Re: Windows Glyph Handling

From: John Hudson (
Date: Tue Aug 23 2005 - 17:18:14 CDT

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    Gregg Reynolds wrote:

    > Might have been the design intention, but it sure doesn't look like the
    > result. By my reading, GSUB is quite capable of reordering glyphs.
    > Looks pretty simple to write GSUB stuff using contextual substitution to
    > do exactly what you claim can't be done, namely take the character input
    > ABC and produce a glyph sequence that look like "ACB". Or "CAB", or
    > "ZYZ", or whatever other glyph sequence the font developer desires. Is
    > that a misreading?

    I said that there is no mechanism within OpenType to say 'take this sequence ABC and
    rearrange it to ACB', whereas there is such a mechanism in AAT and Graphite. Sure you can
    perform some elaborate multi-stage contextual lookups in an OT font to produce something
    that looks like ACB, but this would be slow to process and dependent on the application
    supporting all the lookup types involved (not currently a reliable assumption). And I'm
    not sure that all the kinds of character re-ordering required for Indic-derived scripts
    could be managed in this way, even if it were desirable. It is a heck of a lot simpler nd
    faster to re-order the default glyphs prior to OTL processing by re-ordering the
    characters, which is why the designers of the OpenType spec decided that this is how it
    should be done.

    > To me it looks like that kind of stuff has nothing
    > to do with language processing; it's purely formal.

    The kind of re-ordering we've been discussing is specifically language processing related:
    in the case of Indic scripts it is basic to the ISCII and Unicode model, which requires
    that re-ordering takes place in order to correctly display the phonetically ordered text.

    > The unfortunate fact is that apparently nobody fully implements GSUB
    > capabilities, with the possible exception of some Adobe products.

    Actually, Adobe is the company that currently fails to fully implement GSUB capabilities,
    because none of their apps support one-to-many substitutions (GSUB lookup type 2).
    Microsoft supports all lookup types.

    If you are talking about support for GSUB related OTL features, then no one supports all
    the registered features.

    > Are you mistaking implementation for design? It seems like it would be
    > a fairly simple matter to write purely formal GSUB stuff that will shape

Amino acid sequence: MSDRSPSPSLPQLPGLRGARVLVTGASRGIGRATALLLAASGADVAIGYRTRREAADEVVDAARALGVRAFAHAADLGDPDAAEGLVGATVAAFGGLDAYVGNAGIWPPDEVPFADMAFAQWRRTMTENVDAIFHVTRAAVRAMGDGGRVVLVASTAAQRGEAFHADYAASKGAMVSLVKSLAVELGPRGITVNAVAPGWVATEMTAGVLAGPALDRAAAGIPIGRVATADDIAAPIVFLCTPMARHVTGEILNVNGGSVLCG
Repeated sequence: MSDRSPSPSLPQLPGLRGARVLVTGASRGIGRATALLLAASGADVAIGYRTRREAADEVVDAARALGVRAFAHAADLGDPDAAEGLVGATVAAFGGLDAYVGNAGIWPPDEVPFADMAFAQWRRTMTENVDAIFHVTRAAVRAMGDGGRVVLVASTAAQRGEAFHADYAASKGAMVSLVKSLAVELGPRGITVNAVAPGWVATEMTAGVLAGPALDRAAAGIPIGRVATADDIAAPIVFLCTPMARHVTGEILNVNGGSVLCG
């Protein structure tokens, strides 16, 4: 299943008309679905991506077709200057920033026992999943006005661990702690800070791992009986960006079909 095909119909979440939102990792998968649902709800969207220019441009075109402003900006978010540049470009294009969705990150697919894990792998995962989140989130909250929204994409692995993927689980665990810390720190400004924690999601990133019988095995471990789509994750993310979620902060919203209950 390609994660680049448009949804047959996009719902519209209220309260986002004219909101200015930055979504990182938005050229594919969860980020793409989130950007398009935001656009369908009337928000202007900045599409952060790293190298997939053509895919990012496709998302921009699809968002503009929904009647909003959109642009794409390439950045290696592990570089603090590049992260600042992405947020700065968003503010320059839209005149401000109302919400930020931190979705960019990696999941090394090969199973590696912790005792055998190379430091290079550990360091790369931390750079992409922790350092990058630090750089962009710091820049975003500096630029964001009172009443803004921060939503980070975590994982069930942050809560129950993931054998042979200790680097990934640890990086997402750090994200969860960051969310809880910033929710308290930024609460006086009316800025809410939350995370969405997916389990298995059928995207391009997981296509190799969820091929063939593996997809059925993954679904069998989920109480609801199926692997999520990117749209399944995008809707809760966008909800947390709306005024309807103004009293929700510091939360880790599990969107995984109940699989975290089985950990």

> Arabic characters properly using contextual substitution.

    Yes it is possible, and I have seen one font that does this. My point was that this aspect
    of language processing *like the Indic reordering* is not expected to be part of a font in
    the OpenType model as designed *and* as implemented by both Microsoft and Adobe.

    > You just have
    > to look at three characters at a time. The fact that most
    > implementations don't support contextual substitution fully doesn't
    > imply there is some sort of requirement that client software must
    > understand Arabic contextual substitution.

    But if you ask anyone at Microsoft and Adobe, they will tell you that this is the
    expectation, because separation of common language shaping from glyph processing is one of
    the key design philosophies of OpenType. This has been stated so many times in so many
    places, beginning with the OT Jamboree at Microsoft way back in 1998, that I'm surprised
    we're having this conversation.

    > Not a requirement, only one possible implementation design. Arabic
    > shaping logic can be encoded entirely in open type tables, as far as I
    > can see.

    You are totally missing the point. Yes, as it happens *Arabic* shaping logic can be
    handled entirely within the OT tables (although inefficiently in terms of processing
    time). But this is an accident, as seen by the fact that this is not true of shaping for
    *all scripts*, which are expected and required to be handled in conjunction with a shaping

    John Hudson

    Tiro Typeworks
    Vancouver, BC

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